Two thumbs up for How God Becomes Real: Kindling the Presence of Invisible Others by T. M. Luhrmann. Anthropology.
It’s really nice to be astonished by something different. This book is—stay with me here—an anthropologist’s analysis of the cross-cultural human ability to make the supernatural or spiritual feel present in our lives by using certain practices (for example: ritual, prayer, meditation, spiritual reading); and about how this is an actual skill, which some people struggle with, and some people do quite naturally, and which can be improved with practice. She does not actually come down on the point of whether the supernatural is or is not real: she is an anthropologist, not a spiritual leader. So, if you have absolutely never questioned the existence of gods or spirits, you will be offended by her agnosticism; if you are a hardcore atheist you will also be offended by her agnosticism; in either case, if you approach this with a spirit of curiosity, you will find something here that helps you understand other people’s experiences better. If you, like most people, fall somewhere between those extremes, and are simply interested how humans human, you will find much food for thought here. I recently read Junger’s Tribe, an interesting book but intellectually very sloppy. Luhrmann’s book, by contrast, is refreshingly rigorous: she is gathering information as broadly and methodically as she can, analyzing the data, testing and rephrasing her hypothesis. It is fascinating. If the sample paragraph below doesn’t scare you off, read it.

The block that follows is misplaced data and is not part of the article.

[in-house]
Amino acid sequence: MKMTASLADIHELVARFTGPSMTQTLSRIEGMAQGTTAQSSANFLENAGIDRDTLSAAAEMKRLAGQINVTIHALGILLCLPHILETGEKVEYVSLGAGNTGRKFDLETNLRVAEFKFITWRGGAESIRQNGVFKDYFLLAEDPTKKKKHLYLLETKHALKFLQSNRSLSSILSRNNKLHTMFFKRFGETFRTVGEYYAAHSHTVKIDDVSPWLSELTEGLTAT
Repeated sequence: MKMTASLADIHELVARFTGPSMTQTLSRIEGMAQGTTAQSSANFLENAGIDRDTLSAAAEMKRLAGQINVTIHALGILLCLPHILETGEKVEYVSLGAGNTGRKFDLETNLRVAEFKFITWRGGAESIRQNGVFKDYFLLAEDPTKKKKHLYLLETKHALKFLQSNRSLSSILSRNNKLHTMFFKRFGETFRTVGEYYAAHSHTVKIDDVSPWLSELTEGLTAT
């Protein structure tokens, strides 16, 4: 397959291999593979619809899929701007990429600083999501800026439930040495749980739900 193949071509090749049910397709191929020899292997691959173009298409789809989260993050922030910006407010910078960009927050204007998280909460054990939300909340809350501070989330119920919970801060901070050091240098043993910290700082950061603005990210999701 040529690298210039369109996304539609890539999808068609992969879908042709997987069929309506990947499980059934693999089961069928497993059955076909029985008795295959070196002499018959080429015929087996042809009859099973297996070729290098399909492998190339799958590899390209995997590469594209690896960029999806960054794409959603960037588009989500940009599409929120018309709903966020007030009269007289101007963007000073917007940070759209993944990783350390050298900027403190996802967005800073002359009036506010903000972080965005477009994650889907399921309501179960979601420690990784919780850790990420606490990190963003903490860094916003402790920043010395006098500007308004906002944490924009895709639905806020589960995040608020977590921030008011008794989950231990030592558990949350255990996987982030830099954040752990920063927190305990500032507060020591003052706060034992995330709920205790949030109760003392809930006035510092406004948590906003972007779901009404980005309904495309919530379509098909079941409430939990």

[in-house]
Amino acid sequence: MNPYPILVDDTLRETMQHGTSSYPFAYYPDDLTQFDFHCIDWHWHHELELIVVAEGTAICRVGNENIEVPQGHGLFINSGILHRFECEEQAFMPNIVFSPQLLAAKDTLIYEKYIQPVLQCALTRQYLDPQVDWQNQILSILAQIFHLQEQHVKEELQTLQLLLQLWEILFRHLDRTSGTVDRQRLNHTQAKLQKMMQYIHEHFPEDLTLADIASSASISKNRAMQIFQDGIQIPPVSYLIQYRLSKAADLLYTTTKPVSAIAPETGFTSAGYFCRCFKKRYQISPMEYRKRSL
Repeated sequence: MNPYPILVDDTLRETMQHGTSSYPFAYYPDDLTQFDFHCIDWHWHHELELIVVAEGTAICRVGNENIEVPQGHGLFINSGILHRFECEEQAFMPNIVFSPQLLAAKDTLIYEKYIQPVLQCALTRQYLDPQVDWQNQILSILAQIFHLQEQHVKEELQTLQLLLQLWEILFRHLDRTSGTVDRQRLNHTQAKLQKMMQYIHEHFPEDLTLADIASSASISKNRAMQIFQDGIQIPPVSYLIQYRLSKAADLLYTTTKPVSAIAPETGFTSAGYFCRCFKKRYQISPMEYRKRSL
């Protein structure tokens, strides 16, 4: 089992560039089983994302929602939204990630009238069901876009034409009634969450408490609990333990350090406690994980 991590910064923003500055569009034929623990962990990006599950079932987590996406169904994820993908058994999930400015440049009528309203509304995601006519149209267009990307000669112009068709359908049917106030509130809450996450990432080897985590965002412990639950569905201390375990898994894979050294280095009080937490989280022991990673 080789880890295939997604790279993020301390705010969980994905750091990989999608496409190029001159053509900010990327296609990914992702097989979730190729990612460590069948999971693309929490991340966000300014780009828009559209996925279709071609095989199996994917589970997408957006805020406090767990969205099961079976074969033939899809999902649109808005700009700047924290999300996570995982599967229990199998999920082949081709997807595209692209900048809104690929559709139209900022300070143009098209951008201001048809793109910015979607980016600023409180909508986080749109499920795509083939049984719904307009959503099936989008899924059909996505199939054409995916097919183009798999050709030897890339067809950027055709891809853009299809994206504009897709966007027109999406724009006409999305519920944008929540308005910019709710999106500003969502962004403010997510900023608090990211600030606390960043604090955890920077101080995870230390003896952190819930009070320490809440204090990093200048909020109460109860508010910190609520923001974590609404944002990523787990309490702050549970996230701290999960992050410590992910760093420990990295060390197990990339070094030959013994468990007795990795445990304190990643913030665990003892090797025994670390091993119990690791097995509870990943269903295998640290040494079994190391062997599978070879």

These observations suggest that those who are religious behave as if they have a faith frame as well as an ordinary set of expectations about an everyday world: a mode of thinking in which gods and spirits really matter, and a mode of thinking about the ordinary world of rocks and dogs and what to buy at the store. I use the word “faith” here, because belief is a promiscuous word. “Belief” refers to any kind of claim, intuitive or deliberative, that there might be an invisible spirit. By “faith” I mean a sustained, intentional, deliberative commitment to the idea that there are invisible beings who are involved in human lives in helpful ways. To operate in the real, everyday world while maintaining the idea that here is an invisible other who takes an active, loving interest in your life, people of faith adopt a mode of thinking and interpreting, a set of expectations and memories, in which gods and spirits matter.
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